Mostly just a quote today. There is a ping-pong match going on upstairs. Lots of thoughts. Ideas. Beginnings and endings always get me riled up. Maybe it’s all the coffee. I would recommend holding off on calling me anytime in the next ten days. I’ll probably bulldoze the conversation with things like how corporations should not be considered ‘persons’ with constitutional rights equal to real people, failed institutions in Guatemala, the movie 50/50, or how I almost ran out of gas again. I can’t always keep the crazy in check. And maybe that’s okay. I love this quote in all its affirmation. Get crazy. Get reckless.
“I’m not telling you to make the world better, because I don’t think that progress is necessarily part of the package. I’m just telling you to live in it. Not just to endure it, not just to suffer it, not just to pass through it, but to live in it. To look at it. To try to get the picture. To live recklessly. To take chances. To make your own work and take pride in it. To seize the moment. And if you ask me why you should bother to do that, I could tell you that the grave’s a fine and private place, but none I think do there embrace. Nor do they sing there, or write, or argue, or see the tidal bore on the Amazon, or touch their children. And that’s what there is to do and get it while you can and good luck at it.” J. Didion (again, I know, what can I say, she’s amazing)
Jerusalem Artichoke (Sunchoke) Orecchiette
Pairings suggested by Nigel Slater, Tender
- 12 oz dried or fresh orecchiette (or other pasta of choice)
- 1-2 lbs firm ‘chokes
- 2-3 lemons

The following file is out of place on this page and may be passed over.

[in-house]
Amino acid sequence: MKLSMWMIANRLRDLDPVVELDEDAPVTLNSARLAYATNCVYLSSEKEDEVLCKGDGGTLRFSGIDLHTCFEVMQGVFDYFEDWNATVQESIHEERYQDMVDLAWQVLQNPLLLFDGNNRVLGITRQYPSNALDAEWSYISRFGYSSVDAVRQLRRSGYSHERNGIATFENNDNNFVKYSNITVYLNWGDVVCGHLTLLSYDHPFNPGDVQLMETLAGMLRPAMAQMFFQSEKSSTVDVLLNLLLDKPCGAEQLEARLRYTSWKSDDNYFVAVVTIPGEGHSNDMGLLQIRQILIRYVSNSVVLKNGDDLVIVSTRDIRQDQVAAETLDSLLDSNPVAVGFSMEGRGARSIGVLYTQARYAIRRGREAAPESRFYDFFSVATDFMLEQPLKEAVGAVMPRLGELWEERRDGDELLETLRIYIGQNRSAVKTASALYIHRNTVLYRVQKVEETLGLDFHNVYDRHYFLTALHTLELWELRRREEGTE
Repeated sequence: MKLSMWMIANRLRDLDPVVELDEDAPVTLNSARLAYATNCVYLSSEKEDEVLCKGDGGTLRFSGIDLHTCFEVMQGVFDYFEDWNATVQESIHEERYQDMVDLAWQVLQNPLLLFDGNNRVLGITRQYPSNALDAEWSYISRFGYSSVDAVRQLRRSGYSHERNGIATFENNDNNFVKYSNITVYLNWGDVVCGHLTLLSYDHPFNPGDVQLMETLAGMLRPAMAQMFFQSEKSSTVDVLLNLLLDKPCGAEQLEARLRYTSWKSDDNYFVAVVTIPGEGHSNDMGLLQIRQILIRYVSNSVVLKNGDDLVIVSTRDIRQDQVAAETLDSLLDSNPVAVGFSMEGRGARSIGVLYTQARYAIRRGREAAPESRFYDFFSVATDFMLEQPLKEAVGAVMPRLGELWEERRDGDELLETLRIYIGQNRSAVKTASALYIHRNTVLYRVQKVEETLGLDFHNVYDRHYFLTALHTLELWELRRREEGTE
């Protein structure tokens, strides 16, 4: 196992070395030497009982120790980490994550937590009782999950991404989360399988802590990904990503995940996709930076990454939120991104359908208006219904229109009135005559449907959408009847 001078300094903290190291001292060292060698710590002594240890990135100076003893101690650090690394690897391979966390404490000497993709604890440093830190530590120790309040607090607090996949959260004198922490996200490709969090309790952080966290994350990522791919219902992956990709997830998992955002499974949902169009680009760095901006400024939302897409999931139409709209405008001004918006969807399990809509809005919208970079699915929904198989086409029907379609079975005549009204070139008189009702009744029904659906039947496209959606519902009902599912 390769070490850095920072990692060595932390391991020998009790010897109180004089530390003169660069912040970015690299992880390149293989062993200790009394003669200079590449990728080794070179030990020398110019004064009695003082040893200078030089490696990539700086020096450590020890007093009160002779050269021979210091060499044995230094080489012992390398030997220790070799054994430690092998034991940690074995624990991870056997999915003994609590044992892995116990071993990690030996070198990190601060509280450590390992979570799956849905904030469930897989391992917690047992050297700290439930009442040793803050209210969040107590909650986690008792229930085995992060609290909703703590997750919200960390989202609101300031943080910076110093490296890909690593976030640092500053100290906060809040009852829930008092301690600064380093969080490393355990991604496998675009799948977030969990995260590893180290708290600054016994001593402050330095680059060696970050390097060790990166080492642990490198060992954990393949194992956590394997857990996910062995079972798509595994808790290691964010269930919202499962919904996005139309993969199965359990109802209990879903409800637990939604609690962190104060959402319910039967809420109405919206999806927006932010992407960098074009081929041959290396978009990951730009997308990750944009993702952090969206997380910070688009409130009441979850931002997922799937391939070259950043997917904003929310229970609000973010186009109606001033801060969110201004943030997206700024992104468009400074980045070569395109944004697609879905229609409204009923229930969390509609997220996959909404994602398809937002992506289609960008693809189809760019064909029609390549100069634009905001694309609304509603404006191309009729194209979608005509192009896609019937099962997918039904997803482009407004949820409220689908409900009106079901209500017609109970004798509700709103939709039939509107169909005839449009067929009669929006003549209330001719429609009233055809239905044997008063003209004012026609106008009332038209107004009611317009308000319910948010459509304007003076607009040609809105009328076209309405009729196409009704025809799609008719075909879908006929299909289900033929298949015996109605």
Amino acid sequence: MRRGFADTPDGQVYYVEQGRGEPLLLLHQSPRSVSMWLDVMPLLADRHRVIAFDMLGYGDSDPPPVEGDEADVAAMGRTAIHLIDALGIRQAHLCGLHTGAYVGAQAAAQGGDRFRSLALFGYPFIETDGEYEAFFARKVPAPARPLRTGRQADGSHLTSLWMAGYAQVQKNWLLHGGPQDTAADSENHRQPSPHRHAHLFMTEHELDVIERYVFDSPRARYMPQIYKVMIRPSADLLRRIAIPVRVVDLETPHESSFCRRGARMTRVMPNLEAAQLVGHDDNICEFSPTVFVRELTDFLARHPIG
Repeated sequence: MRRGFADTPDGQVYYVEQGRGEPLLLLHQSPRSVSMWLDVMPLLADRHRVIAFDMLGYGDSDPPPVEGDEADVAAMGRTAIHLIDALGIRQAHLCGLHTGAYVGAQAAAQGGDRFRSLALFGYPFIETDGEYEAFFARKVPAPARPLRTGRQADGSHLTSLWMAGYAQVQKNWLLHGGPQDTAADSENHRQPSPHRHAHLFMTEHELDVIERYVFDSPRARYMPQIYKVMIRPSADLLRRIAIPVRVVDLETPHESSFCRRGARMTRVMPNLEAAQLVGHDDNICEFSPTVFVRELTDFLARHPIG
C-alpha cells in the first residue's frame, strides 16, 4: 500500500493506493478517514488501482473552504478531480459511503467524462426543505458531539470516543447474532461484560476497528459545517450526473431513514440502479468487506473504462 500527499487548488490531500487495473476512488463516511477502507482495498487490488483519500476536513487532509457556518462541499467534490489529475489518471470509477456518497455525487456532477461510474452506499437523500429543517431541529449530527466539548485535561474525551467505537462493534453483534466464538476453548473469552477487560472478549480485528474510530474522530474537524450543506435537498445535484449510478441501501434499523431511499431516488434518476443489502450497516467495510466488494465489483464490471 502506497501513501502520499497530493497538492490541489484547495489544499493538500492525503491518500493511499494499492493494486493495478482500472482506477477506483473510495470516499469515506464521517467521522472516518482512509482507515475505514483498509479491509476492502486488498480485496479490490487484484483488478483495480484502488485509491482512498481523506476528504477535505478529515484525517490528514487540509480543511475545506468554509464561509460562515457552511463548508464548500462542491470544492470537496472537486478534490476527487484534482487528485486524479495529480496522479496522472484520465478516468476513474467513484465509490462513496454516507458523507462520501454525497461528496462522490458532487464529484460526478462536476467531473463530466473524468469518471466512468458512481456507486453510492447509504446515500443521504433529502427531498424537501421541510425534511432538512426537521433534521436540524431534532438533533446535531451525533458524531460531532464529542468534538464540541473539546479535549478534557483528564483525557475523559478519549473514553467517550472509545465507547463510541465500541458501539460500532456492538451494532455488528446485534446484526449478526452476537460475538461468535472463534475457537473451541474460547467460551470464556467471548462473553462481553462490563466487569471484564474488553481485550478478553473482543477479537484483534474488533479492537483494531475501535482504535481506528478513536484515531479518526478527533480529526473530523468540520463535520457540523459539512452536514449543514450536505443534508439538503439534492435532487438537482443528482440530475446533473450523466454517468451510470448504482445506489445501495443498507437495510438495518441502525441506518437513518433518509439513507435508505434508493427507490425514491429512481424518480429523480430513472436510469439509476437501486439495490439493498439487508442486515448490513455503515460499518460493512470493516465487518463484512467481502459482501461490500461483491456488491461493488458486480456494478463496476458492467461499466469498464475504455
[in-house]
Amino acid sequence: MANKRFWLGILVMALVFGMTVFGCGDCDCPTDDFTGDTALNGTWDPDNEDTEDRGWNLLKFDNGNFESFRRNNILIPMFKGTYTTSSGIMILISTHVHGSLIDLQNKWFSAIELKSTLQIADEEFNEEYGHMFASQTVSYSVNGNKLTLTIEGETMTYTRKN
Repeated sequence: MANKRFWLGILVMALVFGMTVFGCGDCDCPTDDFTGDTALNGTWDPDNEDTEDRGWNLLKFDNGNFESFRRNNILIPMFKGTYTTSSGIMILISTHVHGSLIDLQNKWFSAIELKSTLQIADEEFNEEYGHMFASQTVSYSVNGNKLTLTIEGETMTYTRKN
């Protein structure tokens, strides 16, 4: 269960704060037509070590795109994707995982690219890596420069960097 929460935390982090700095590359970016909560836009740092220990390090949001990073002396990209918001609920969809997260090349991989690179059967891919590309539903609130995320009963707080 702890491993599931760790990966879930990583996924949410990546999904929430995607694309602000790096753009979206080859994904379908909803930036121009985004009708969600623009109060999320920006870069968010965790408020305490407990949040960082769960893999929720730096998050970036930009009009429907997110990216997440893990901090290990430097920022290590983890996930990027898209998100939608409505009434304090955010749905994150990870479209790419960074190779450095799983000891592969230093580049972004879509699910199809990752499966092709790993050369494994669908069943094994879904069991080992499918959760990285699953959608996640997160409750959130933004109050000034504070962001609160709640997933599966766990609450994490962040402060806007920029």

- 1 head flat leaf parsley
- pat of butter or ghee
- olive oil
Jerusalem Artichokes, Sunchokes to some, are stubborn buggers to clean. If Nigel Slater hadn’t warned me otherwise, I would have been tempted to just be done with the caked on mud and peel the darn things. I’m glad I was patient — Cooking the ‘chokes with their skins helps preserve their crispness and earthiness. Just make sure you spend a good ten minutes scrubbing the tubers or else dinner is likely to be on the gritty side. I washed them, sliced them thin, then rinsed them again to dislodge the soil from the deep notches.
Once you’ve sliced them thin, throw them in a steaming basket for about 5-10 minutes just to loosen up the fiber. While you wait, bring a large pot of water to a boil for the pasta. In a large sauce pan or dutch oven, bring a bit of olive oil and butter to a sizzle. Transfer steamed ‘chokes and sauté for about 10 minutes to absorb the fat and slightly brown. Kill the heat. By now the pasta water should be boiling. Cook per packaging instructions until just past al dente. Remove. Strain. Rinse. Let dry. Then toss with the ‘chokes.
I LOVE parsley, so I used a whole head of leaves, chopped roughly. But a heaping cup or so would do. Toss into the pot of ‘chokes and pasta. Add juice of 2 or three lemons, a good shake of salt and pepper, and a few lugs of olive oil. Toss together to coat. For the omnivore, Slater suggets adding chopped bacon or seared bay scallops. Find another great recipe using ‘chokes here.